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Cardio Machines: Get Your Best Workout

Not-so-common knowledge about your favorite calorie-burning machines
Written by 
Natalie Gingerich Mackenzie
Canyon Ranch Reviewer: 
Updated on: 
January 13, 2014

Cardio machines are an easy go-to at the gym, especially if you feel comfortable on a certain piece of equipment. But it’s easy to get stuck in a rut and make a beeline for the same treadmill, elliptical or stair climber. Sound familiar? Be careful not to shortchange your workout. You’ll benefit from trying different machines, and more importantly, using them correctly for the most effective exercise session. In fact, you may be surprised at what you’re missing out on. Did you know…

Reading lowers the intensity of your workout. It’s true. Better to save the gossip magazine or text conversation for later because if you’re able to read/text, you’re probably not moving fast enough to challenge your body. Instead, create a new music playlist (listening to energetic music can actually improve your workout) or watch a lighthearted TV program for some harmless distraction.

You can calculate the calories you’re burning on your own… If you’re not sure how many calories you are burning, do this simple calculation:

Running One Mile: .75 x body weight (in pounds)
Walking One Mile: .53 x body weight (in pounds)

So, for a 140-pound person, running a mile burns 105 calories, whereas walking a mile burns 74. The math for walking is a little bit easier—you can estimate by dividing your weight in half.

…but machines are great trackers—if you make the best use them. The more information you input (like your weight and age), the more on-the-mark the calorie calculation is likely to be. Similarly, you’ll get the most accurate reading on a heart rate monitor if you’re wearing a chest strap versus simply gripping the handles.

You should begin on a one percent incline on the treadmill. Since there’s no wind resistance when you’re on a treadmill—not to mention that the belt moves for you—challenge yourself from the start. Raising the belt to a one-percent incline matches the energy you’d expend walking or running on an outdoor track. You can continue to increase the grade at your own pace or try intervals at different inclines.

You should respond to numbness in your feet when you’re on the elliptical. The elliptical machine delivers a great low-impact workout, which makes it a popular choice, but if your feet are falling asleep, it’s time to adjust your position. Foot numbness is a signal that you’re leaning forward too much and shifting your weight into your toes. Focus on sitting back slightly so your weight is in your heels, allowing the large muscles of your legs and backside to do more of the work and your blood to flow freely throughout your body.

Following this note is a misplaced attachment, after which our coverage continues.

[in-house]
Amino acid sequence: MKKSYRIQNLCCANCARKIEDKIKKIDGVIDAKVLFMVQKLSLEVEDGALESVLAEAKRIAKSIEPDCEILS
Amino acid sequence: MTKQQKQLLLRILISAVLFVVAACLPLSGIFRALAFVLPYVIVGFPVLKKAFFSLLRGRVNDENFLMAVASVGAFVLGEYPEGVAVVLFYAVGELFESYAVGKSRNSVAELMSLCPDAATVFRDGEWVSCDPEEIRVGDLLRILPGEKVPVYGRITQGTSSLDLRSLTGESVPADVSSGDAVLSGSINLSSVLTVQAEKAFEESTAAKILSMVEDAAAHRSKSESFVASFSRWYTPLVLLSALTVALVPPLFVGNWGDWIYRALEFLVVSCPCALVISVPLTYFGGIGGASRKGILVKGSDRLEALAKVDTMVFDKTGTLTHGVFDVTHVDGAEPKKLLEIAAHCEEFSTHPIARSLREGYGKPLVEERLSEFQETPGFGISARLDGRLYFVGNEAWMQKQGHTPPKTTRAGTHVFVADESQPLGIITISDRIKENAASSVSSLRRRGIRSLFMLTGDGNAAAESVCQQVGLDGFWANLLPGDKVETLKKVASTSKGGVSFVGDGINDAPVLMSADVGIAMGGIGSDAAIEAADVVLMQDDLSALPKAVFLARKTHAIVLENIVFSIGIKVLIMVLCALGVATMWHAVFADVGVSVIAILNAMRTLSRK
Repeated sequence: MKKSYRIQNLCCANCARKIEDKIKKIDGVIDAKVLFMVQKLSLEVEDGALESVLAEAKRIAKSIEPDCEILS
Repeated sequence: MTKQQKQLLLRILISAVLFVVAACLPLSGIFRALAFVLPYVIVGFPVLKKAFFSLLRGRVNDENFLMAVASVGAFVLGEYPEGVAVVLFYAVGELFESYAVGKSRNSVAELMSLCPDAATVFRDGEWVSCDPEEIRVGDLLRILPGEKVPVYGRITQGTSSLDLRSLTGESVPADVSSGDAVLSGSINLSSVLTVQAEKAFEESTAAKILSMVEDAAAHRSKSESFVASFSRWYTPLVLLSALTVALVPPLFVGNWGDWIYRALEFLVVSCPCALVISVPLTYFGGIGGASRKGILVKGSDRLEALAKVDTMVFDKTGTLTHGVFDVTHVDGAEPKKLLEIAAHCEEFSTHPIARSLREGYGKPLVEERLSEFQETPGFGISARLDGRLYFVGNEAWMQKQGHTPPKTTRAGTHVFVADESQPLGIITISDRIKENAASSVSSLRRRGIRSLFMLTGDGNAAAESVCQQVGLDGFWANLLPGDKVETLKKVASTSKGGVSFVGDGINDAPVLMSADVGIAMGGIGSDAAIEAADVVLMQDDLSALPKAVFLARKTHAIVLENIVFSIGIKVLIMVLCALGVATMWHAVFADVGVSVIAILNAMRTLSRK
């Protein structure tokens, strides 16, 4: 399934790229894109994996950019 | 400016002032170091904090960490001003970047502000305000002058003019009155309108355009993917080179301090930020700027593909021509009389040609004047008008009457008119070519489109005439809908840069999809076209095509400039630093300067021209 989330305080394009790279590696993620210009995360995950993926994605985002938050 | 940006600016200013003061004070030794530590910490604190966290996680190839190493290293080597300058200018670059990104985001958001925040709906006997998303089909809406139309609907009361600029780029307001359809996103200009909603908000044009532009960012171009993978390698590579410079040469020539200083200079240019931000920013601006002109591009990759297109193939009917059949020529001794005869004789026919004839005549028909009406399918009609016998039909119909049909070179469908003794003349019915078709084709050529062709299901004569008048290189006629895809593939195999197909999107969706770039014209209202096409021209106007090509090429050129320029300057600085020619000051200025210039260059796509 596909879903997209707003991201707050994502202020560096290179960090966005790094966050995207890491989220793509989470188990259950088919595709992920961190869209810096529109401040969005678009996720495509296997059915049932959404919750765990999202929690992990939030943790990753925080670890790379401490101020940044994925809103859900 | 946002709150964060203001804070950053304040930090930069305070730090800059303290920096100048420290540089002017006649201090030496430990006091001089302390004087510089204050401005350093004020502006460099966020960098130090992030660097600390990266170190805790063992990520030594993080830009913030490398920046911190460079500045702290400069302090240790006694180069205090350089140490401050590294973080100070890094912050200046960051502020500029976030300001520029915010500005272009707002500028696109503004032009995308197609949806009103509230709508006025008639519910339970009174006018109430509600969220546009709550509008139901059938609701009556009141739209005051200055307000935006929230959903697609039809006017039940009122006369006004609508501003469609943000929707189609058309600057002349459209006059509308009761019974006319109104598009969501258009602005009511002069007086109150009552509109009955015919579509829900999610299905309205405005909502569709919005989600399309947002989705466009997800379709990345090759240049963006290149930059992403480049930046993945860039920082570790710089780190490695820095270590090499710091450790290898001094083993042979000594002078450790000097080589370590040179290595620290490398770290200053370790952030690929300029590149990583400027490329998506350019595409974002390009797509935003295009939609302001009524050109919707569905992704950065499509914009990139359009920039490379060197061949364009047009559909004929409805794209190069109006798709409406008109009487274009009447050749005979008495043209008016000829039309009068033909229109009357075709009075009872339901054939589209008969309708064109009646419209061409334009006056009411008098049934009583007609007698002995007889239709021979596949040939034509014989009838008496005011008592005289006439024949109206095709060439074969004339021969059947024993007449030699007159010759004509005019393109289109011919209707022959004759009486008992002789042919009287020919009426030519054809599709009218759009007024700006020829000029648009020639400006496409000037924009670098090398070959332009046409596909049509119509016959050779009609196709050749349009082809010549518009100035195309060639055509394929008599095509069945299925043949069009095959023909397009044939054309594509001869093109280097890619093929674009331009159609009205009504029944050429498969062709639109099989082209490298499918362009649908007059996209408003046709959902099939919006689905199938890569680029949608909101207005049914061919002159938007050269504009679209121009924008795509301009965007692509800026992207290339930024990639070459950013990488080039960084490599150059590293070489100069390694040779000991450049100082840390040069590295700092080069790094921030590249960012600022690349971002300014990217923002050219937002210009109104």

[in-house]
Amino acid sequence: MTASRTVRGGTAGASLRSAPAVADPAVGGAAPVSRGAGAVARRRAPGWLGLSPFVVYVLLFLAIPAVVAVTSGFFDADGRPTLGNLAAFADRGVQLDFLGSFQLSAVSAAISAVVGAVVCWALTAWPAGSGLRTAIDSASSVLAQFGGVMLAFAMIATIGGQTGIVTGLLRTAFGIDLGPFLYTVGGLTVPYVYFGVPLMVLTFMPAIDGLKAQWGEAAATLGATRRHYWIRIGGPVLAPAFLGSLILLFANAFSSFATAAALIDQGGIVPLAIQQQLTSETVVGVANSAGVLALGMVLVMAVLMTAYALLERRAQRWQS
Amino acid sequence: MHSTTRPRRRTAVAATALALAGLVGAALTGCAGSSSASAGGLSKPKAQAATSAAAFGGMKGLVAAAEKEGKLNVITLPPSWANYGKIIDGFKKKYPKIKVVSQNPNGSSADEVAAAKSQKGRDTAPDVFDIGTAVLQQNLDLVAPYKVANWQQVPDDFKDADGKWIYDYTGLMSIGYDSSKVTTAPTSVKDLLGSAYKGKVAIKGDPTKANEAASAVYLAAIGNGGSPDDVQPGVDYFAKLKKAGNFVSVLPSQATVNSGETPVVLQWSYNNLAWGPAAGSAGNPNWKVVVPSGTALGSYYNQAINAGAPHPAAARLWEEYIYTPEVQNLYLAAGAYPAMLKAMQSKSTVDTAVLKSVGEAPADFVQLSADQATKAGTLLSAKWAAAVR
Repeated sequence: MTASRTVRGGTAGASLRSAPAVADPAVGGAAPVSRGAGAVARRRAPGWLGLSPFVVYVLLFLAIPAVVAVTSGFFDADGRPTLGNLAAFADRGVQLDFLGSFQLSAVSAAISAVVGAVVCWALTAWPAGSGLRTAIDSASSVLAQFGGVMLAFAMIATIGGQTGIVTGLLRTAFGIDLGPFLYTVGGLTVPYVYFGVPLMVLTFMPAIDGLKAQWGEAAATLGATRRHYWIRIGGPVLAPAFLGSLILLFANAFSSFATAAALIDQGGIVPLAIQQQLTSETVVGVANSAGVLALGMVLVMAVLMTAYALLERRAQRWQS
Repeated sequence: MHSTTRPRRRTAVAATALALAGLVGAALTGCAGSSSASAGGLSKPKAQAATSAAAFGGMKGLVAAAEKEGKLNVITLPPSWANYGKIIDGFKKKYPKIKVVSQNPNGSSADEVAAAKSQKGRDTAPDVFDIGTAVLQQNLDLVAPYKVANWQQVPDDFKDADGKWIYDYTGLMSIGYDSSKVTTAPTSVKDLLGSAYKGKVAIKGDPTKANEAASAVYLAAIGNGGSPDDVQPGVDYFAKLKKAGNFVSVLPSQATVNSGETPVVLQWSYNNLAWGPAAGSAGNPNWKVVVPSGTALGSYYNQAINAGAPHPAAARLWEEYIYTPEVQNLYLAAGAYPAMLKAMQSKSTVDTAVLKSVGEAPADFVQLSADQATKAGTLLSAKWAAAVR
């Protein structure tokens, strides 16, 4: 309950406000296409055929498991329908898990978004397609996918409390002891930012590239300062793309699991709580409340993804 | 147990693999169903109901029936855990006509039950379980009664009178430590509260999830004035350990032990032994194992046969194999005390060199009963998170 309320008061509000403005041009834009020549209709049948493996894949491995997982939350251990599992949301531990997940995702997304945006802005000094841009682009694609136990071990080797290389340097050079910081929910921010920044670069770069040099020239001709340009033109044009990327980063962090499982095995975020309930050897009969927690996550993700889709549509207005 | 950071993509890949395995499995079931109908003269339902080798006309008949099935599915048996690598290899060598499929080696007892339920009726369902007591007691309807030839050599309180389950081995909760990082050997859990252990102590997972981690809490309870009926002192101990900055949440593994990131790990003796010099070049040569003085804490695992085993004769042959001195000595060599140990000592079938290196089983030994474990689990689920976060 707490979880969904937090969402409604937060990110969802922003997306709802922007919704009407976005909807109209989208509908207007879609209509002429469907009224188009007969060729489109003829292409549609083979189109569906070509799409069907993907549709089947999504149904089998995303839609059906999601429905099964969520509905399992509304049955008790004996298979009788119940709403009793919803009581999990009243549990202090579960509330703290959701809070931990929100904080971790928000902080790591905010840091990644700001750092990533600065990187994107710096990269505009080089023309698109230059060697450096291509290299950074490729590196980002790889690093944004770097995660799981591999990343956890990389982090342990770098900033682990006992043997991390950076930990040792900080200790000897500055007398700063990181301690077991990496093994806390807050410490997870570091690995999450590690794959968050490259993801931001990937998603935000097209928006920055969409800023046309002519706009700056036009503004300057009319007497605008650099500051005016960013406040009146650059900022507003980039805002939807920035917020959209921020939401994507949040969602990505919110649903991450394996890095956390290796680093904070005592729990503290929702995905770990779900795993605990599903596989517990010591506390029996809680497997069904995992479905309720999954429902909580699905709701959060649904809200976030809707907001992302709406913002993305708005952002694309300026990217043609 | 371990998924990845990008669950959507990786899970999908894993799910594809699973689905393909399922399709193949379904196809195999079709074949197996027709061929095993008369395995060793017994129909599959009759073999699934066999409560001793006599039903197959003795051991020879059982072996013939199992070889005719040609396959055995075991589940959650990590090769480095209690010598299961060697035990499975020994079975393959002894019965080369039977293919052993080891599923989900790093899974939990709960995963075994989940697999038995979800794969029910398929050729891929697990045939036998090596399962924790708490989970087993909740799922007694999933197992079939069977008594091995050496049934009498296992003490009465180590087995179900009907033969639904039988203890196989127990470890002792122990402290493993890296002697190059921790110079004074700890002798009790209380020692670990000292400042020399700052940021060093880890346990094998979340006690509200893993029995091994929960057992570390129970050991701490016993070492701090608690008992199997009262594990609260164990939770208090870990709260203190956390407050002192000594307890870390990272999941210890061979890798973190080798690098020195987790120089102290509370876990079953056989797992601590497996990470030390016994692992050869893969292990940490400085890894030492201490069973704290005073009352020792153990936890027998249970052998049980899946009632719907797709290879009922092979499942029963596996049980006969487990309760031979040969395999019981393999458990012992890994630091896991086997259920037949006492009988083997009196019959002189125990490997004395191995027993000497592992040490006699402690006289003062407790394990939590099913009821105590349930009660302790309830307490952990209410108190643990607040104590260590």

The moving handlebars on equipment shouldn’t be your focus. Many elliptical machines have moveable handles that allow you to work your upper body as well as your lower body. But it’s easy to lean on the handles, which lowers the intensity of your leg work. The real benefit of the elliptical is its ability to work your lower half so don’t spend too much effort pumping your arms. In fact, you don’t have to hold those handlebars at all—just swing your arms at your sides as if you were running or walking.

Pressing through your heels will give you the biggest calorie burn on the stair climber. You can burn as many calories (or more!) on a stair-stepping machine as you would running—if you step properly. Pressing through your heels works the big muscles in your thighs and backside, whereas stepping mostly through your toes puts your calves to the test.

You shouldn’t go too fast on the stationary bike. Speed is not the only name of the game when it comes to stationary cycling. In fact, if you’re pedaling too fast, you’re likely relying on momentum and robbing both your legs and your heart of a good workout. Aim to get your RPMs (revolutions per minute) between 60 and 110—keeping them on the lower end when you’re working against a high resistance and reaching the higher end when you’re sprinting.

No one piece of equipment is better than another. Yes, your body moves differently on various cardio machines, but there isn’t one top choice for the best results. It all depends on the effort you put into your workout and proper use of the equipment. Take advantage of your gym’s cardio area and all of the machines—it’s a great way to avoid boredom and engage different muscles throughout the week.

Reference(s) 
American Council on Exercise
"Energy Expenditure of Walking and Running," Medicine & Science in Sport & Exercise, Cameron et al, Dec. 2004
Exercise Physiology: Energy, Nutrition, and Human Performance (5th Ed.)
Idea Health & Fitness Association
Mayo Clinic
National Institutes of Health
Science Daily
Tufts Medical Center
About the author 
Natalie Gingerich Mackenzie is a Syracuse, NY–based health and fitness writer, an American Council on Exercise–certified personal trainer and the author of Tone Every Inch (Rodale).